Of the dawning. chap. 22.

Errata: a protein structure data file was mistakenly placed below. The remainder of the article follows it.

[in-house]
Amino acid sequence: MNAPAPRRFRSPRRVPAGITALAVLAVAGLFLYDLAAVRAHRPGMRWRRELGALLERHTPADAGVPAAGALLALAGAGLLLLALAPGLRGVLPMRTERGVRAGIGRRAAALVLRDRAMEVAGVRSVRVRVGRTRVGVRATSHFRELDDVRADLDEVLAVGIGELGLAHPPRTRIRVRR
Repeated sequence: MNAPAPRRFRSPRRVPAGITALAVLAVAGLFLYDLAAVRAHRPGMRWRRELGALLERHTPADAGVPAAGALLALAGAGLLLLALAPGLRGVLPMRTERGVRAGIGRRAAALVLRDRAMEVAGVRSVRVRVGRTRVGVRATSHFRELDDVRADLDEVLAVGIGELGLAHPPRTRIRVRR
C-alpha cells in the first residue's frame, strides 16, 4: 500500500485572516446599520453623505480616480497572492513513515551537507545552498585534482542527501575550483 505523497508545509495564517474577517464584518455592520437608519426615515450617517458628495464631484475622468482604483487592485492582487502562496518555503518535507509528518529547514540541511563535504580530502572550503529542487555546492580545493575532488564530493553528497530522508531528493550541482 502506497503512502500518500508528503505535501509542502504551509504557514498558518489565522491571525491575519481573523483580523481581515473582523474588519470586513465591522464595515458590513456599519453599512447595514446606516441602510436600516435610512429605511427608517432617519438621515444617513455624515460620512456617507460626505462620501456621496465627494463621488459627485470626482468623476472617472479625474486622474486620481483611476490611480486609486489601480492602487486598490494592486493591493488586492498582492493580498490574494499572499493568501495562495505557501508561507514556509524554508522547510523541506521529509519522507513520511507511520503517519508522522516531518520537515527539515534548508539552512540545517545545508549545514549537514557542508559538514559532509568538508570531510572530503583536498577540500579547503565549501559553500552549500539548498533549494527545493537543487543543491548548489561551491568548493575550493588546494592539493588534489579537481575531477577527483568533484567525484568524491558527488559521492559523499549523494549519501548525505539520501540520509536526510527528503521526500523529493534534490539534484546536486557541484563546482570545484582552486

THE dawning is end of the night, that passeth, and is beginning of the daye, that commeth after: and is called Aurora, as Isi. saith, as it were a golden horne: for if sendeth shining coulour, as it were coulour of gold: And therefore in the dawning, the Gréekes call the Sun Crilodomus, that is to vnderstand, the house of golde. For his beames shining, doe shewe golden creastes. Or els he is called Aurora, as it were wether dew∣ing. For in the dawning dew is gende∣red: and by the moisture therof the earth is watred and sprong, and the heat of the ayre tempered: and the dawning hath light of the Sunne, & is more cleere then the night, and more darke then the day. The day exciteth cleane birds, and daye foules to dye and to sing, and driueth & feareth away night soules. In the spring∣ing of the dawning, flowres that be clo∣sed, open: and hearbes and grasse, that wither and fade in great heat, arise and reare vp theyr heads. In the dawning vertue and strength of wit and of féeling be comforted. In the dawning sicknesse of beasts is lighted and abated For in ye dawning, sanguine humour hath princi∣pall mastry, as Constantine sayth. The dawning followeth the kinde of spring∣ing time euen to Undern, and middaye followeth the kinde of Summer, and the euentide followeth the kinde of Haruest time, and night is called and lykened to Winter. In the dawning, for mastry of blo•d, sléepe is swéete and wholesome. Also that time most speciallye Cockes be excited to crowe. And in the dawning Lucifer, the starre ariseth, and warneth of the Sunne rising, & of his soone com∣ming. The dawning beginneth from the end of darknesse, and wareth perfect, and passeth to the perfection of light, & chan∣geth his coulour in the arising of the Sunne. For the sheweth, now yeolowe, nowe redde, and nowe golden coulour. This diuersitie commeth of diuerse qua∣litie of vapours or of clowdes, in the which is printing of the Sunne beames, as Beda sayth. Dawning is Aurora: and Aurora and Diluculum, is all one, and is called Diluculum, as the bright and lyght beginneth of the day. For Di∣luculum, as Isidore sayth, is end of the night and beginning of full lyght, relée∣uing and easing of sicknesse, spéeding and deliueraunce from enimyes. For in Di∣luculo, that is the dawning, enimies fly and théeues also, as he sayth. Mane and Diluculum is all one. For Mane is full of lyght, and is called Mane that is good, for nothing is better then lyght, as Isi∣dore sayth. Mane the early dawning, is beginning of trauaile, ende of sléeping, time of sobernesse, and perfect digestion and ended, and maketh an end of yt night lyttle and little, and passeth soone, and sheweth qualities, figures, and shapes of things.